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Africa: The Latest Architecture and News

Sebastian Irarrazaval Proposes Urban Solution to Political Turmoil with Trans-Border African Cities

As the continent with the fastest growing population in the world, African frontiers will soon become attractive areas for urban settlements and the potential for conflicts arising from colonial borders may inhibit necessary economic growth. Colonialism’s legacy continues to spark conflict revolving around arbitrary borders established by Europeans in the nineteenth and twentieth centuries with no regard for ethnic, linguistic, and religious disparities across the continent. These decisions resulted in the separation of cultural communities within each nation and the creation of political boundaries that often did not reflect shared civil interests. Consequently sub-Saharan Africa has experienced sustained conflicts in the years following independence, resulting in diminished potential for further economic development in many regions. Today, border disputes have led to a rise in separatist movements in numerous countries, but African governments are hesitant to abandon the colonial borders to avoid further disruptive conflicts.

As political approaches to this issue continue to be extremely contentious, an architectural intervention at the urban scale proposed by Sebastian Irarrazaval Arquitectos may be the key to a prosperous cultural and economic future for Africa. In their concept for an ideal African city, Sebastian Irarrázaval and his team have conceptualized their solution as a network of trans-border cities. This set of “bi-national urban entities” will serve to erase the old colonial borders and "will reintegrate the continent as it was prior to European domination when cultural and economic exchange flourished."

Find out how the proposal aims to address some of Africa’s longest-standing social and political problems after the break

© Sebastian Irarrazaval Arquitectos © Sebastian Irarrazaval Arquitectos © Sebastian Irarrazaval Arquitectos © Sebastian Irarrazaval Arquitectos + 21

Valode & Pistre Set to Break Ground on Africa's Tallest Tower

Valode & Pistre is set to break ground on Africa’s tallest tower next June. More than doubling the height of Johannesburg’s 223-meter Carlton Center, which has been the continent’s tallest building since 1973, the Al Noor Tower (Tower of Light) will most likely rise 540-meters on a 25-hectare site in the Moroccan city of Casablanca.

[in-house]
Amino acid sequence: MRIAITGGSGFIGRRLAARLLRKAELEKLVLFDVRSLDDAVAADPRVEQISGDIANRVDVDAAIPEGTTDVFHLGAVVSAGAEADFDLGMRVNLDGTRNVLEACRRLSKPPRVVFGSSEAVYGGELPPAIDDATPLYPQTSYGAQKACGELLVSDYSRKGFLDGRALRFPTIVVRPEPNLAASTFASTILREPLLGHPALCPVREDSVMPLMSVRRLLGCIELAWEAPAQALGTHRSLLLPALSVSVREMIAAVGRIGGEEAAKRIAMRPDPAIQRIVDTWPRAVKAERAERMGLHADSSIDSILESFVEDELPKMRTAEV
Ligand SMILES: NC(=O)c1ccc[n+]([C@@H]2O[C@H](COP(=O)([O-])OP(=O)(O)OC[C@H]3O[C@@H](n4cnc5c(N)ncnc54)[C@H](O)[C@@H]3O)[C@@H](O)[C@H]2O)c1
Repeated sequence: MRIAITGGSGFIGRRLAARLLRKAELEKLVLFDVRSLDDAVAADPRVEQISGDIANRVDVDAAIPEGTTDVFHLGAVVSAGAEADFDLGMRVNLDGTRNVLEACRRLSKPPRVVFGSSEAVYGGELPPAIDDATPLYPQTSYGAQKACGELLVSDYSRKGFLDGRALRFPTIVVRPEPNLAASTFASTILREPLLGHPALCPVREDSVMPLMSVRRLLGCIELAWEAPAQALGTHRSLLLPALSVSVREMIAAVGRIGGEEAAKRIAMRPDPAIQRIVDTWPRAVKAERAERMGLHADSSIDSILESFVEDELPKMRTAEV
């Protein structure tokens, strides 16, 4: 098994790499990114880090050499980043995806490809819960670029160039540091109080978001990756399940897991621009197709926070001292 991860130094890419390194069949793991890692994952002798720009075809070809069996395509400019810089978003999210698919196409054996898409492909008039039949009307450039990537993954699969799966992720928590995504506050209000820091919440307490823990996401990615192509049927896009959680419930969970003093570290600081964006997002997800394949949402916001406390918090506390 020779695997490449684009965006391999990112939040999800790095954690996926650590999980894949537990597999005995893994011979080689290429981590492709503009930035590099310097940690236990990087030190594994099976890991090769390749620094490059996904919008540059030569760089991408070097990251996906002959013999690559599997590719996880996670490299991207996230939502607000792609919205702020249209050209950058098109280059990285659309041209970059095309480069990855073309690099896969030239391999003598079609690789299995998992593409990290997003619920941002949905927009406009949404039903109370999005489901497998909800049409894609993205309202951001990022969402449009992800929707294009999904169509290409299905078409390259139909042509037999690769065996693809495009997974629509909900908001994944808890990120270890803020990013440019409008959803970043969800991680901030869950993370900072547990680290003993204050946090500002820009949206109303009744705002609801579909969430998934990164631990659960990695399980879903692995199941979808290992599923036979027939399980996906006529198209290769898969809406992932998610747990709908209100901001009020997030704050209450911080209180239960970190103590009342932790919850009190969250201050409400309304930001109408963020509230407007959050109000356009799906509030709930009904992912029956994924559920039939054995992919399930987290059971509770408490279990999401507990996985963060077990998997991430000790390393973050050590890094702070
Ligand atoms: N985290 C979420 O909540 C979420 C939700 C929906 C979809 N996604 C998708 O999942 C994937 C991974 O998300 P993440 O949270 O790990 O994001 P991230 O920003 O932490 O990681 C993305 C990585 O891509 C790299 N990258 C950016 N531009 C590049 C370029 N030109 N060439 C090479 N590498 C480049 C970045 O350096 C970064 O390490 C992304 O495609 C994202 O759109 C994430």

It’s program will center around business, providing accommodations with a 200-suite luxury hotel, a trading platform, conference hall and large art gallery, as well as an astonishing 100-meter-tall atrium that hollows the tower’s base.  

© Valode & Pistre / iceberg.fr © Valode & Pistre / iceberg.fr © Valode & Pistre / iceberg.fr © Valode & Pistre / iceberg.fr + 12

12 Projects Win Regional Holcim Awards 2014 for Africa Middle East

Teams from Turkey and Lebanon have received top honors in the 2014 regional Holcim Awards for Africa Middle East, an award which recognizes the most innovative and advanced sustainable construction designs. Among the top three winners is an “Eco-Park” sustainable research and technology center embedded within the terraced, industrial landscape of Ankara.

The 12 recognized projects will share over $300,000 in prize money, with the top three projects overall going on to be considered for the global Holcim Awards, to be selected in 2015.

The full list of Africa Middle East winners, after the break…

In Discussion With David Adjaye

In an interview with Rowan Moore for The Observer, British born architect David Adjaye discusses his work, personality and ambitions as head of the one of the fastest growing internationally operating practices. With Moore's immersive descriptions and expertly written narrative, the "breadth of Adjaye's vision" becomes apparent. Featuring precise descriptions of some his upcoming projects, including the designs for the Smithsonian's National Museum of African American History and Culture and a number of smaller buildings in London, Moore's discussion ultimately explores Adjaye's early (and successful) steps into the African architectural market. You can read the interview in full here.

How Chinese Urbanism Is Transforming African Cities